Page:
Ironically, one of the four men, Ordinary Seaman Ronald Nunn, survived that ordeal only to lose his life in another torpedoing in the English Channel just over a year later, when the merchant ship Dungrange was sunk during the invasion of France.

DALGLEISH,Capt James S., Director of the South African Naval Forces. He saw the war through in this post. On August 1, 1946 he was promoted to the rank of Commodore and in December of the same year he retired as Director of the SANF. In July 1951 he was placed on the retirement list at the age of 60, with the rank of Commodore. He has since died.

DAVIES, J., chief officer of the Dunedin Star, brought to Windhoek by the overland convoy. Remained with the Blue Star Line and survived hostilities. Promoted to master and had his own command until he retired. Subsequently died.

DE VILLIERS, Major-General I.P., CB, MC, GOC Coastal Area, Cape Town, responsible for organising and supervising the rescue of the castaways on Skeleton Coast. He was a policeman by profession who in 1940 had been seconded to the S.A. Defence Force to take command of its 2nd Division with the rank of major-general. In November 1944 he left the SADF to resume duty as Commissioner of Police. He retired in 1951 at the age of 60. He died in the late 1950s.

DEARDEN C., chief refrigeration engineer of the Dunedin Star, evacuated by air from Rocky Point. Remained with the Blue Star Line, surviving hostilities, until retirement. Since died.

DOMS, Lt Johann, observer in Capt. Immins Naude's Ventura when it got stuck in the sand. He did active service in the Air Force throughout the war and until the end of October 1945. Back in Civvy St he became a garage proprietor at Aberdeen, Cape. Later he moved to Milnerton, Cape Town, where he was still in the late 1960s. In the early 1970s he was back on the Skeleton Coast with a financial interest in the project to build a harbour there which, however, came to nothing. No recent news of him.

DRIVER, Lt. F.J., second in command of the Nerine. He subsequently commanded various minesweepers in South African waters until July 1944, when he was seconded to the Royal Navy. He eventually held the rank of Lt Commander in the South African Naval Forces. He was reported to have died in 1957, at the age of 60.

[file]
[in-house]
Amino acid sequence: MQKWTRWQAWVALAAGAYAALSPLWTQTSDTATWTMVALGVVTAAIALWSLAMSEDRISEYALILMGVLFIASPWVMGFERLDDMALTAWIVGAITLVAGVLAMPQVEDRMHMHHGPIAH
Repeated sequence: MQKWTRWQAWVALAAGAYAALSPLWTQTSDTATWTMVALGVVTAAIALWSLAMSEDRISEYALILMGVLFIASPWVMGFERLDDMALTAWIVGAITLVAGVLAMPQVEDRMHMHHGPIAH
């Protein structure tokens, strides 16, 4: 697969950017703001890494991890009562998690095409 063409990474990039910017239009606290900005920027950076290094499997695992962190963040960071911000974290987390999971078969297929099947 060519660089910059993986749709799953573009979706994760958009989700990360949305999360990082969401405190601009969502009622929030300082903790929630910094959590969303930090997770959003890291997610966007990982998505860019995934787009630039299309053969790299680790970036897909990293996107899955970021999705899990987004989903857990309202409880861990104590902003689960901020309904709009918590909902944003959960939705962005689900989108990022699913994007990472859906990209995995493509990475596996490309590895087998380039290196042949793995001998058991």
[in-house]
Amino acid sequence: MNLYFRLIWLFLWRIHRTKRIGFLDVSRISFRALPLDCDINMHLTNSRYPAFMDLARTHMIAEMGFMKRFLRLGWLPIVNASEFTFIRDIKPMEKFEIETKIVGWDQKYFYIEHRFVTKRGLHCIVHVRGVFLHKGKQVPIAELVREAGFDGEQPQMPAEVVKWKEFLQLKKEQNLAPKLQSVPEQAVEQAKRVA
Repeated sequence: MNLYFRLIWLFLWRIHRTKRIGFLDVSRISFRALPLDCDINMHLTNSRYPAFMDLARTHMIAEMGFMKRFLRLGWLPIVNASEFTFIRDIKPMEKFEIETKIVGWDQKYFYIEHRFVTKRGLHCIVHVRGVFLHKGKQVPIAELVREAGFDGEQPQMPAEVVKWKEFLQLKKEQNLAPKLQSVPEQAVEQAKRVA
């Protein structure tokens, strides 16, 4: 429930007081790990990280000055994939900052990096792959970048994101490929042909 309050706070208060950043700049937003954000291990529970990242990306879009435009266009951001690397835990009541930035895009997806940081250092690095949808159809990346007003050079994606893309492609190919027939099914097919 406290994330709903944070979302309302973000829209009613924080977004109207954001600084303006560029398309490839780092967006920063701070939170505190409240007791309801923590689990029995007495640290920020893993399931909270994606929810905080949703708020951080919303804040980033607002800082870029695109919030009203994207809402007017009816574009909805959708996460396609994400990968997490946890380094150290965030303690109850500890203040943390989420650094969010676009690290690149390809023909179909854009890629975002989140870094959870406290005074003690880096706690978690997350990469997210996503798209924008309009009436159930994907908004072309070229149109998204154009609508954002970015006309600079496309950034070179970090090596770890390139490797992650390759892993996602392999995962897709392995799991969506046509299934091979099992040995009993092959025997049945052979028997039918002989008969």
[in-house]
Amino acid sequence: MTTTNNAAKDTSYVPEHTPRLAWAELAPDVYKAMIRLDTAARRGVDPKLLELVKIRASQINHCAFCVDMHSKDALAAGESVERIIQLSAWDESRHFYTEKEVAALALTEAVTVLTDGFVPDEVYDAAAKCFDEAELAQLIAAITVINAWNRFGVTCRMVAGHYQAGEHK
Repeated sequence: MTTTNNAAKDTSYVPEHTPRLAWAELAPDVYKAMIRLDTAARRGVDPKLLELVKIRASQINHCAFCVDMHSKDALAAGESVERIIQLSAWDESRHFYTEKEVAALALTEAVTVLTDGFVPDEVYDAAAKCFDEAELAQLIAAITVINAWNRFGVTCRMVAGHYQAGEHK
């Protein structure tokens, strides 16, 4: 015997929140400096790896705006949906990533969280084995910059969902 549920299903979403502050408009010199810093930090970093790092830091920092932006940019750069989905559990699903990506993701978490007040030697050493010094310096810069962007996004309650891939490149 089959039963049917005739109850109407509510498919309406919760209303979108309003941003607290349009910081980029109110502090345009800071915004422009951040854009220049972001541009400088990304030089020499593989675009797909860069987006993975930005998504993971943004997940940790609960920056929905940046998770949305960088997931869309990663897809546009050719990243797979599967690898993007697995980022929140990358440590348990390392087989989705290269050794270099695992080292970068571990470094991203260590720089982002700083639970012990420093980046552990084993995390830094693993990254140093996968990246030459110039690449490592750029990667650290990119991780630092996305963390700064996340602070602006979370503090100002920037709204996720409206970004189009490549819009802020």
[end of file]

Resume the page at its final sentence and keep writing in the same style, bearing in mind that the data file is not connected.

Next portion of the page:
EL SAIFI. Mrs Hilda El Saifi's baby is reported to be now grown up, married and living in Scotland.

FINLAYSON, Lt. Com. W. ("Wally") S., the South African naval officer-in-charge at Walvis Bay who was in local charge of the South African naval ships that were sent to help rescue the castaways. Later he held various appointments as chief examination officer at Union ports, and he was released from full-time service in February, 1946. In the following year while master of the Government Guano Islands steamer Gamtoos he took the Occupation Party of troops and construction workers on the dangerous secret mission from Cape Town to the Prince Edward Islands on the fringe of the Antarctic Ocean as part of the expedition which annexed the islands for South Africa. One of his 2 civilian passengers was the Author, who as a result wrote his second book, No Pathway Here. Captain Finlayson later retired from sea service. No recent news of him:

GELDENHUYS, Constable A.D., who was one of the 2 policemen chosen to accompany Captain Smith, also of the South African Police, on his overland expedition to rescue the castaways. Later he went through the stages of promotion to Sergeant, was pensioned in 1969, and died in 1970.